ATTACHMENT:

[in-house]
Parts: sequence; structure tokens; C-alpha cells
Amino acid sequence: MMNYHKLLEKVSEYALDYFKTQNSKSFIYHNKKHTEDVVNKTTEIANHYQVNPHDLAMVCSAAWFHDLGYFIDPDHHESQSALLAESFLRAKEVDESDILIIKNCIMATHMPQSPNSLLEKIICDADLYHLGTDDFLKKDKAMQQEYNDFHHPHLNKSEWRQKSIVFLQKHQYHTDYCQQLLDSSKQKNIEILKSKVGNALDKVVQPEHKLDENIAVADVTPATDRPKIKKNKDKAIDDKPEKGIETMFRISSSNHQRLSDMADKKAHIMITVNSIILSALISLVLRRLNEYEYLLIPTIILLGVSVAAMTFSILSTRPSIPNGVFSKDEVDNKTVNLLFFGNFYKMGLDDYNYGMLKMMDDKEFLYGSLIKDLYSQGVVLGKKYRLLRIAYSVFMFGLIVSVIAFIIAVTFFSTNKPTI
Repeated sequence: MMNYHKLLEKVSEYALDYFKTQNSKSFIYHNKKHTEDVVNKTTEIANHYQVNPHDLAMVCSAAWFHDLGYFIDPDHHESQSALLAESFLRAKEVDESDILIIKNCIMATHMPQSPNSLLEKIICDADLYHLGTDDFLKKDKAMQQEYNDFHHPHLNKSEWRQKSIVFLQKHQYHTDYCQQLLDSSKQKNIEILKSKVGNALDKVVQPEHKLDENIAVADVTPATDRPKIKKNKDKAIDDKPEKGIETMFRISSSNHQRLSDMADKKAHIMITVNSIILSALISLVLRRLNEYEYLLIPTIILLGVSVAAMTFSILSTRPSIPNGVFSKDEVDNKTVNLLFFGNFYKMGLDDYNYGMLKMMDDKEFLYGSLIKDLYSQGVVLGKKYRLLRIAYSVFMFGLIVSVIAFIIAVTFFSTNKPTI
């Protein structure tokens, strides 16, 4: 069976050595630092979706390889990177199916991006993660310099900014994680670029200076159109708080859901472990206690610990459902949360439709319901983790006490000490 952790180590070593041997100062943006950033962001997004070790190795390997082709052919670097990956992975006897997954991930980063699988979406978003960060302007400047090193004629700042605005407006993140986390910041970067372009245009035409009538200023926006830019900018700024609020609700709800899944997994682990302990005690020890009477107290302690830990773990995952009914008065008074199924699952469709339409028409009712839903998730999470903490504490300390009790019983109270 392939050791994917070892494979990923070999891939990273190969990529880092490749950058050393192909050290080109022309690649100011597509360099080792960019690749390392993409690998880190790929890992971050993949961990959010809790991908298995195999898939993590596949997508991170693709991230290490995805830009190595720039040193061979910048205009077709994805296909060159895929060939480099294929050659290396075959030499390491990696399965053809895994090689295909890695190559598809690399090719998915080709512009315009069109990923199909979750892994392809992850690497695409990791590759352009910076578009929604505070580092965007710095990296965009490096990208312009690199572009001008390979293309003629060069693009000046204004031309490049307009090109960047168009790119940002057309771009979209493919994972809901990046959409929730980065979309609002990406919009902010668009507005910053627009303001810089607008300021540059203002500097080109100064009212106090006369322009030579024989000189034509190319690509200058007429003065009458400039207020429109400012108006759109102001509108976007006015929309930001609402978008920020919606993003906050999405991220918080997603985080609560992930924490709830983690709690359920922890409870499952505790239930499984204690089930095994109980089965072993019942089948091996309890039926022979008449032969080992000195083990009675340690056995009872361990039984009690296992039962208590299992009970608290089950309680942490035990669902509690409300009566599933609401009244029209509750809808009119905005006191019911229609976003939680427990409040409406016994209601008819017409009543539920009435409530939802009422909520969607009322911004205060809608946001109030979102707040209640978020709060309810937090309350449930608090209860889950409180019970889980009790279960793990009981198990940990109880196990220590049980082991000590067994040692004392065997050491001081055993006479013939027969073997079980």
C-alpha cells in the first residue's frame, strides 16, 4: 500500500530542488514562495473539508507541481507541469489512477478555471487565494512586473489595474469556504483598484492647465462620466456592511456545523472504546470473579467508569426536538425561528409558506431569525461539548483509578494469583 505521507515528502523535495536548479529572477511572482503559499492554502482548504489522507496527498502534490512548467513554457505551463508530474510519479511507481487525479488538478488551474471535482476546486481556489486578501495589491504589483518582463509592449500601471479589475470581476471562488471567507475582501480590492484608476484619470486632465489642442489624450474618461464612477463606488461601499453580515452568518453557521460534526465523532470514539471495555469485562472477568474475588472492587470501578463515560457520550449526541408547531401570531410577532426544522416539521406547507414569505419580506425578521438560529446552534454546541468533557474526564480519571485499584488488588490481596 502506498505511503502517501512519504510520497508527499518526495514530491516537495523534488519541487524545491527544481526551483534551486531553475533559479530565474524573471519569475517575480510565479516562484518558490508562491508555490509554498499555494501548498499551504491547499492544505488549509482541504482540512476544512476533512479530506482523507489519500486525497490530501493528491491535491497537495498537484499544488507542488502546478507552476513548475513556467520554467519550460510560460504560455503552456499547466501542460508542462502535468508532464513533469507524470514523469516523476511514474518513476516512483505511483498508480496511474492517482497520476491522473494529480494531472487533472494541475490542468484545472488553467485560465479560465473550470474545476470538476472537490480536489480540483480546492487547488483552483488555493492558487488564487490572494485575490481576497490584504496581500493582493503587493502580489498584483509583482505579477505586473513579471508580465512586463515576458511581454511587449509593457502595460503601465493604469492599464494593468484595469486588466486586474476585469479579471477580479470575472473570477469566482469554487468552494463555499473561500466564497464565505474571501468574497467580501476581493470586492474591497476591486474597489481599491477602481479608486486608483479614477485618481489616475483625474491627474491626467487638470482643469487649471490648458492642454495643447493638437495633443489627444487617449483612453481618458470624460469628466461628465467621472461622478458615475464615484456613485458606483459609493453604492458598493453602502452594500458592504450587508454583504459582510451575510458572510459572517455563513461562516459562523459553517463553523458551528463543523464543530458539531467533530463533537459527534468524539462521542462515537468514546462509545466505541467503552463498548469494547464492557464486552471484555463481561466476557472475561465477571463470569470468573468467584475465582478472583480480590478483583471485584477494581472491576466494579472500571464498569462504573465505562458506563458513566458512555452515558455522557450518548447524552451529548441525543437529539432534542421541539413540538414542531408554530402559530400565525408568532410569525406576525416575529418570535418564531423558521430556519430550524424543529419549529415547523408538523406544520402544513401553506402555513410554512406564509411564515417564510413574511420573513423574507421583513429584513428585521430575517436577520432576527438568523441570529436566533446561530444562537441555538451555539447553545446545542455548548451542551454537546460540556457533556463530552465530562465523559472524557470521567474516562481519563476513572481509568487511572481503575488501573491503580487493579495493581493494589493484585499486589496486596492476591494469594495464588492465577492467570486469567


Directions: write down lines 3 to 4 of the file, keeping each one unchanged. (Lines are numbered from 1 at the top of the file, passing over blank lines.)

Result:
Amino acid sequence: MMNYHKLLEKVSEYALDYFKTQNSKSFIYHNKKHTEDVVNKTTEIANHYQVNPHDLAMVCSAAWFHDLGYFIDPDHHESQSALLAESFLRAKEVDESDILIIKNCIMATHMPQSPNSLLEKIICDADLYHLGTDDFLKKDKAMQQEYNDFHHPHLNKSEWRQKSIVFLQKHQYHTDYCQQLLDSSKQKNIEILKSKVGNALDKVVQPEHKLDENIAVADVTPATDRPKIKKNKDKAIDDKPEKGIETMFRISSSNHQRLSDMADKKAHIMITVNSIILSALISLVLRRLNEYEYLLIPTIILLGVSVAAMTFSILSTRPSIPNGVFSKDEVDNKTVNLLFFGNFYKMGLDDYNYGMLKMMDDKEFLYGSLIKDLYSQGVVLGKKYRLLRIAYSVFMFGLIVSVIAFIIAVTFFSTNKPTI
Repeated sequence: MMNYHKLLEKVSEYALDYFKTQNSKSFIYHNKKHTEDVVNKTTEIANHYQVNPHDLAMVCSAAWFHDLGYFIDPDHHESQSALLAESFLRAKEVDESDILIIKNCIMATHMPQSPNSLLEKIICDADLYHLGTDDFLKKDKAMQQEYNDFHHPHLNKSEWRQKSIVFLQKHQYHTDYCQQLLDSSKQKNIEILKSKVGNALDKVVQPEHKLDENIAVADVTPATDRPKIKKNKDKAIDDKPEKGIETMFRISSSNHQRLSDMADKKAHIMITVNSIILSALISLVLRRLNEYEYLLIPTIILLGVSVAAMTFSILSTRPSIPNGVFSKDEVDNKTVNLLFFGNFYKMGLDDYNYGMLKMMDDKEFLYGSLIKDLYSQGVVLGKKYRLLRIAYSVFMFGLIVSVIAFIIAVTFFSTNKPTI